INT: Now you were in Korea when the war ended, July 1953. There'd been very heavy casualties on the American side, the rest of the UN force, enormous casualties on the Korean people, the Chinese people. Did you feel at the time, when the war came to an end, that it had been worth it?
JG: Well, I think as the war went on, and the losses became greater than anyone had anticipated that there began to be some question about whether the sacrifice was more than we were gaining. I personally didn't feel that way. I thought we had done the right thing in trying to push back what I saw as a straight Communist incursion, but it was an expensive war. We had lost a lot of people. We think of the Vietnam War, that became most unpopular in this country, and it was a war that went on for almost ten years and in that war, about fifty eight million... I'm sorry, fifty eight thousand Americans lost their lives. Now Korea is almost the forgotten war, in that we didn't pay that much attention to our losses in Korea, but in Korea, in a three year war, we lost fifty three thousand people. So per day or war, or per year, if you want to put it on that basis, it was a more lethal combat exchange than was the Vietnamese War, you can't compare one with another, of course, but it was... I think one reason that the Korean War didn't get more attention or didn't go down in the history books as a major type conflict wasn't that there weren't enough people killed, there certainly were. But I think it came so soon after World War Two. Nobody really after all the devastation of World War Two and hundreds of thousands of people being killed and casualties all over the world, and then we went back into a peace-time mode and we sort of disarmed ourselves and all the allies did the same thing. Well then came Korea and we committed ourselves to Korea and the United Nations forces there and that we were the United States of course was the major force in that UN effort and it was something that I think because it came so soon after all the devastation of World War Two, it just didn't get the same attention as even the Vietnam War did later on. And so I was glad some years ago to help sponsor the Vietnam memorial, because I felt that there had not been that proper attention given to something and I hoped that history would show that there were people who went out there and did some things that worth while doing at the time in trying to preserve freedom and trying to prevent the North from over-running South Korea.
INT: I think you've done a tremendous amount...
INT: You've done a lot to put the forgotten war back in the front of people's minds and memories, in the Korean War memorial and in your writings and so on. But taking back to what you felt at the time, did you feel as a flyer in Korea that the campaign was forgotten, that people back home in the United States weren't really following what was going on, weren't interested in what was going on? Did that come across to you at the time?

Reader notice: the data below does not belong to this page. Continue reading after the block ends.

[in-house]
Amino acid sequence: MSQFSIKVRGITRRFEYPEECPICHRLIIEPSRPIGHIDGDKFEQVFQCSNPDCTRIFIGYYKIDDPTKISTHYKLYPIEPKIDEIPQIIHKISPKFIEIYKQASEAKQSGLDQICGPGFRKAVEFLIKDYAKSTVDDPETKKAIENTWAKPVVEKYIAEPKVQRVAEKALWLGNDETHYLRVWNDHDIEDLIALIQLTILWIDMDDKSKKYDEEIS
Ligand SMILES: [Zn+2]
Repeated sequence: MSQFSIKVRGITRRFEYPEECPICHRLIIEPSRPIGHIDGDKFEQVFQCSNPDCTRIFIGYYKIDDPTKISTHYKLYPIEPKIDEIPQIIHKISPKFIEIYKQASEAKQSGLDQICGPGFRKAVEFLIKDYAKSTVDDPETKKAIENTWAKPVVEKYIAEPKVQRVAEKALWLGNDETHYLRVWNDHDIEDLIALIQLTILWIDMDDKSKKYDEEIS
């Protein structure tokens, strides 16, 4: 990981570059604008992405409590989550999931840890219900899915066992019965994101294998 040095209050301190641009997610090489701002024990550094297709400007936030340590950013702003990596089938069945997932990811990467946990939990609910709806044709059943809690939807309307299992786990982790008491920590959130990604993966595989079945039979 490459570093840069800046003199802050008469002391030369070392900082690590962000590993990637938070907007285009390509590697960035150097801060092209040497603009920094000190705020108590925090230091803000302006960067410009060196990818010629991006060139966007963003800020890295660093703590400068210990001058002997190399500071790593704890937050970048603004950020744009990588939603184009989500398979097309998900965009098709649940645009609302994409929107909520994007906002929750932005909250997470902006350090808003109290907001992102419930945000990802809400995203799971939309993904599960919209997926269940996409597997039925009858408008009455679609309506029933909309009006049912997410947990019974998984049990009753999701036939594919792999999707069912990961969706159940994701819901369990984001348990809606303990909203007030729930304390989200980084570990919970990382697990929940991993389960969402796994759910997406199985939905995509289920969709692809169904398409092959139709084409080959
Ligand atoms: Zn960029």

JG: Some of the feeling of lack of public interest did come across at the time, because we were certainly aware in Korea of the growing disenchantment with the Korean War. But at the same time, I don't think we dwelt on that. We were there, we were in combat, we were in daily flights going up and you didn't ponder too much at this when… You know, war focuses your attention very, very much to your oindividual situation and we were more concerned with that than with aelse. Some of the uncertainty of the war had been... that was early in the days of the war when they moved up and down the peninsular a couple of times and by the time I was in the Korean War, the lines had pretty well stabilised and were there and there was still a lot of active fighting and still a lot of people being killed, but the lines were more static at that time and so it wasn't one of these fluid situations where you weren't even sure which troops it was you were looking at on the ground. It was more of a static situation and so we knew where the bomb line was, we had maps that accurately portrayed where our troops were and where their troops were and so we knew pretty well where to hit. After the war, when I came back then to the States, I was very proud of the action I had been in in the Korean War, as were the other pilots also. And I think no matter what anyone might have thought as far as big international policy went, we were proud of the way we had acquitted ourselves in that war. And I still feel that way about it today. When I think of the Korean War and when I helped sponsor the Korean War memorial here, it's not for me, I don't look at it that way at all. I don't need a memorial to remind me of what happened in that war. I can remember very vividly seeing someone shot down, a friend of mine going down and the things we did and staying over that person and trying to get help in, a helicopter and things like that. Doing things maybe to try and get him out that would be considered foolish by anybody that just looks at it objectively, but those are my memories of the war. But I think in something where we had fifty three thousand Americans that sacrificed their lives, as well as those from other nations too, I want to see that memorial so that people would remember, so that my grandchildren, when they come to Washington and look at that, will know that there was some sacrifice back in those days. And I guess that's the way we look at every war memorial, but the Korean War memorial has a very special meaning to me, because of that. When I go over there, I can remember what happened. I can remember people that were in crashes or watching a parachute come down, a friend, and seeing a person shot down and things like that that are just as vivid, seems to me as though they happened yesterday, not clear back in the 1950s, so that's what the Korean War memorial is all about.
INT: Thank you very much.
END OF INTERVIEW